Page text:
After a few days we were debating where to go next, head east to Medellin or go south. We started reading our guide books and then did the guide-book tour, watched paragliding in Bucaramanga, looked down onto the Canyon of Chicamocha, drank a “tinto” in Barichara and walked El Camino Real to Guane. Somewhere along the way we had driven over a long screw and it was stuck in the tire, so in San Gil we pulled into a tire shop and 15 minutes later we had the screw removed and the hole plugged, great. San Gil has a fancy mall where we found German and Swiss chocolate, almond milk for our müsle and other hard to find items. This town is geared toward adventure tourism and offers many things for that travellers looking for a thrill in nature.
If you are drawn to adventure walks and like to follow in the shadow of 19th century explorers, then the story of German colonist Geo von Lengerke will get you motivated for a trip to Guane. Lengerke ambitiously set out to unite the highlands of Santander with the Magdalena retracing the original indigenous footpaths. Over six hundred kilometers of stone tracks once used for mules have survived and you can meander your way on these rocky trails through fruit orchards and tobacco fields .
A quote from the Bogota paper:
Heavy iron beams engraved with ‘Bremen 1867’ are now gates to private homes, and there is a particular look to the inhabitants of the Guananta region. Many are tall and fire-skinned, and when they flash a smile, their blue eyes light up. During his years in Santander, Lengerke miraculously found time to populate (thanks to his many girlfriends) the department. Wander with free roaming goats through a patchwork of narrow alleys and visit the town’s unique paleontological museum with its wall-to-wall collection of fossils. The beautiful historic stone church remains almost the same today as the day it was built four centuries ago. –
The Sierra Nevada del Cocuy mountains were next on our list, the highest mountains on the eastern range, so we had to go east again. There is a small road from San Gil to Mogotes and then on to Soata. An absolutely beautiful drive through hills and small farms, along canyons and through little towns. It is a long drive and one should plan at least two days for it because you want to stop and look. The road looks daunting sometimes but trucks and medium size buses drive it every day.
On top of the pass ( 2577 m) between Mogotes and San Joaquin we stopped early in the afternoon, the views were spectacular and the parking area large. We decided to stay and spend the night. I took the walking stick and followed one of the trails, there are little farms on the steep hillsides and they can only be reached on foot or hoof. What really amazed me were the many different orchids growing trail side, large and small, white, pink and red.
While I was hiking I saw an older (one year older than me 🙂 )woman carry up a heavy load so I waited for her, she had a strap on her forehead and on her back was a milk bucket. She was waiting for the milk truck. I sat down beside her started to ask her some questions, it it easiest to start a conversation by asking about children and grand children, they are their pride and joy. Her name was Marina and she has two cows, a donkey, chickens, cats and dogs and yes, she invited us to come down to her farm. So the next morning I took off by myself, mandarins, cookies and a chocolate cake in my pack, with trekking poles, because the trail is very steep and at times serves as a creek I think. After 1/2 hour I got to the house and was greeted by her grand-daughter Carolina that lives with her. Marina showed up with a huge root she had dug up in the woods with her machete. From what I can gather it is a special root and she chips and dries it and sells it. She tried to give me milk (not again) and then started removing beans from pods in a wheel barrow, so I helped her for a while but then she decided to cook me a sweet arepa, by now Günter had showed up and we enjoyed the treat and hot “tinto” from her own coffee beans. Her garden was overflowing with vegetables, fruit and flowers. They live self-sufficiently and rarely leave home. Every day, she milks the cows and carries the 8 to 10 liters up the steep trail to the top where we had met her. There, at 4:15 pm a truck comes and collects her milk. No wonder she is in such great shape, when we said good-bye and headed back up to our camper I looked down and I saw a tiny figure running swiftly along a steep trail towards the cows, it was Marina.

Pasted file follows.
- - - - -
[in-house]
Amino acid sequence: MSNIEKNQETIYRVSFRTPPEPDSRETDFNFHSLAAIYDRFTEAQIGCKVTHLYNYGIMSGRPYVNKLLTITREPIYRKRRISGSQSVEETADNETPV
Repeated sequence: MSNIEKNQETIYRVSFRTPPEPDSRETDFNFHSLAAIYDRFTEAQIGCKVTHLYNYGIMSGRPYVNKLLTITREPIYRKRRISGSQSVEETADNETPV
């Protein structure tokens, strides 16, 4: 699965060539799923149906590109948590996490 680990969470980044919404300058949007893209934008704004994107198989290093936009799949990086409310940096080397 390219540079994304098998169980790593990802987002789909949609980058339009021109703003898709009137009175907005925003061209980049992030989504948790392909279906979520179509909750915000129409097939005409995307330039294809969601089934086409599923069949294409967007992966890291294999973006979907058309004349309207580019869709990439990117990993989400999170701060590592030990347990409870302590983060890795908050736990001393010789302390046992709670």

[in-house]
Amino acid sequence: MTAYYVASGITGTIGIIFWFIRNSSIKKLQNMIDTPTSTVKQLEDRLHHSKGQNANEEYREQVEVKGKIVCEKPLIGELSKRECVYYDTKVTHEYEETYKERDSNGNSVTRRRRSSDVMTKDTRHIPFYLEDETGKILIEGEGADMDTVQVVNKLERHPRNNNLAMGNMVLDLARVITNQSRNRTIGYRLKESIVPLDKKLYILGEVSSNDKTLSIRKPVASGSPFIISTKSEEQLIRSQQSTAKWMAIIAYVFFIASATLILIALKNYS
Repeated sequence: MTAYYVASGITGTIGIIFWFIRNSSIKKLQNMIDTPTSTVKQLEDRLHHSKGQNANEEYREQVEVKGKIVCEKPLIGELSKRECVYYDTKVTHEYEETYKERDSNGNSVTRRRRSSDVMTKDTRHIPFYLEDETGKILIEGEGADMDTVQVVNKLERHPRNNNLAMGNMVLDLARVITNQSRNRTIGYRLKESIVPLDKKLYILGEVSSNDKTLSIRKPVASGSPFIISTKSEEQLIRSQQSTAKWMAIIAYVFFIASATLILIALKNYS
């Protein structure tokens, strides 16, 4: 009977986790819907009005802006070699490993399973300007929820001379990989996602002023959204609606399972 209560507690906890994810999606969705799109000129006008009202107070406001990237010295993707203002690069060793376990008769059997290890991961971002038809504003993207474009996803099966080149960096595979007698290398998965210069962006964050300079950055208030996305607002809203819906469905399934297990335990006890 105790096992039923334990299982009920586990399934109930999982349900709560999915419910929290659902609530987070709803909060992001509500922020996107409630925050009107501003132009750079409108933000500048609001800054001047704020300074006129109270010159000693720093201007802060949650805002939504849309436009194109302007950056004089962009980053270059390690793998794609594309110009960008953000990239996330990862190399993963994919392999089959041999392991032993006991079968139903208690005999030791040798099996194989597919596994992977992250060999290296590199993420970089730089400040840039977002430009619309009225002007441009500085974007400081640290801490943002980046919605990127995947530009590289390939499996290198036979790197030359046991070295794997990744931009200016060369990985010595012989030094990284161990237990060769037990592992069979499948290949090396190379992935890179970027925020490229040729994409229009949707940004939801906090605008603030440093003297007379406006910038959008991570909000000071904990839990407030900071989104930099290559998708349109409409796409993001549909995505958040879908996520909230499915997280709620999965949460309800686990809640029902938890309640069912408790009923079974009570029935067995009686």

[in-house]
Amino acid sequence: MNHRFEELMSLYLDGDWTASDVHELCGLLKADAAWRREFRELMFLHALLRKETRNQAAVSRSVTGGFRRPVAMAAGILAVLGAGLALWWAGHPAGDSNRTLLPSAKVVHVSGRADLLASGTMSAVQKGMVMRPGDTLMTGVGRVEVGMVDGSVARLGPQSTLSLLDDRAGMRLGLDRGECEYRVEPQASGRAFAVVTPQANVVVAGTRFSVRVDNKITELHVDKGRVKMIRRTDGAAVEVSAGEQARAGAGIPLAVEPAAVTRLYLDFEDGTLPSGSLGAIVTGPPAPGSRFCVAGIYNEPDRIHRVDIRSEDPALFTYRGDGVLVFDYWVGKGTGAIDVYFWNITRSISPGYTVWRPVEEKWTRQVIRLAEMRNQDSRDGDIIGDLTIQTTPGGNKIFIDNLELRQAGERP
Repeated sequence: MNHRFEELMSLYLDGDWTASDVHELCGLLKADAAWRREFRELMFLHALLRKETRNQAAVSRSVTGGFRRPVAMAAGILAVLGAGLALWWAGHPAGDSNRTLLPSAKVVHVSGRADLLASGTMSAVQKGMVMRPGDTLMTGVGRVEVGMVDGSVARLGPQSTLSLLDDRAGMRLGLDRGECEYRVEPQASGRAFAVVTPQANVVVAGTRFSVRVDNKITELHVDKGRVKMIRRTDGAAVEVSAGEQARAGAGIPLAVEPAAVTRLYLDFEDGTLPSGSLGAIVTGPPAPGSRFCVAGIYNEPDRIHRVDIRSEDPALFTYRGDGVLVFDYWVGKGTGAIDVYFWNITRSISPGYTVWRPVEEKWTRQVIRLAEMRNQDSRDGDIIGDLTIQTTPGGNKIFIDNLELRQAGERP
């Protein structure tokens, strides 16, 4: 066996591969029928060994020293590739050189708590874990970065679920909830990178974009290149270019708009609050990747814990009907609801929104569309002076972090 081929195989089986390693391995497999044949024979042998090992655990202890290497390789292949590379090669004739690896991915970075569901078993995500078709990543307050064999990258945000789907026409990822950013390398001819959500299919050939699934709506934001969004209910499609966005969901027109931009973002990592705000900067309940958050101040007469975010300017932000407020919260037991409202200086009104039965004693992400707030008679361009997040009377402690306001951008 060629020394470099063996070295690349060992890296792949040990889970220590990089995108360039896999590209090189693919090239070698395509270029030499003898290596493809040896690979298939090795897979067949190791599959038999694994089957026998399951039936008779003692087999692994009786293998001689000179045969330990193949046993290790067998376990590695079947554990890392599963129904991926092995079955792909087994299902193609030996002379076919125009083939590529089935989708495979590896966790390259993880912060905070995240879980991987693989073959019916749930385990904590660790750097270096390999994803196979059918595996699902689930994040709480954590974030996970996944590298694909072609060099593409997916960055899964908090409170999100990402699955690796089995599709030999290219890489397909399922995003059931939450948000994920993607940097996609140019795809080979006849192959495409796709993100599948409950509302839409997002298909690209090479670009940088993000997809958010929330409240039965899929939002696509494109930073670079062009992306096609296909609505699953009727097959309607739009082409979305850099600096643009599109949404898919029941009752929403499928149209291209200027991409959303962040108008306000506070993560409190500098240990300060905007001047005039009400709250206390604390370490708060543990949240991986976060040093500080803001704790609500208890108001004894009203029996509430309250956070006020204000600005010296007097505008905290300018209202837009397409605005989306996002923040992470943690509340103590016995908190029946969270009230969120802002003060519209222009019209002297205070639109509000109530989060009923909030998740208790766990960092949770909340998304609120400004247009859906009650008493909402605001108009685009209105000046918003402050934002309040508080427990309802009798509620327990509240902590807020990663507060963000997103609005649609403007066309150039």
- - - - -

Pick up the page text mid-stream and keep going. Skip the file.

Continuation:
The road (64) from Onzaga south was closed and the smaller one heading east to Soata we were told is in very bad shape and washed out. We asked some men in the church square of Onzaga about an alternative and they told as a different way to drive. This route was not in our GPS and online maps, in the “real” map it was marked as a trail. Ok, we went, one can always turn around if it is not doable. Lucky we talked to those men, because this road was very, very beautiful, it follows a river all the way up to 3000 meters, through a lush valley with fields of onions, potatoes, tobacco, fava beans, cows and sheep, people with heavy wool ponchos (ruanas) and children on horses. This road meets up with the main road (55) again near Paramo.
Günter stopped to put air in the tires and I took some pictures of the surrounding farms and the potato harvest when oops, I looked through the view finder (my camera has one )and there were soldiers heads popping up in a field. I talked to a drunk worker and he told me there are quite a few soldiers hidden in a nearby farm-house ruin, gully and that field.
There is also heavy military presence on the southern end of highway 64 and we were not allowed to camp there, when I was wandering through an area of frailejones I was stopped by several soldiers and told to leave immediately because it is not a safe area.
Colombia has had a rough time with FARC and other guerilla groups making large areas of the country unsafe, nevertheless, it has gotten much better since the ’80s and ’90s and the areas still largely occupied by FARC are shrinking and well-known, so you do not and cannot go there.
Time to find the glaciers and snow-covered peaks of the northern Andes and on to Cocuy.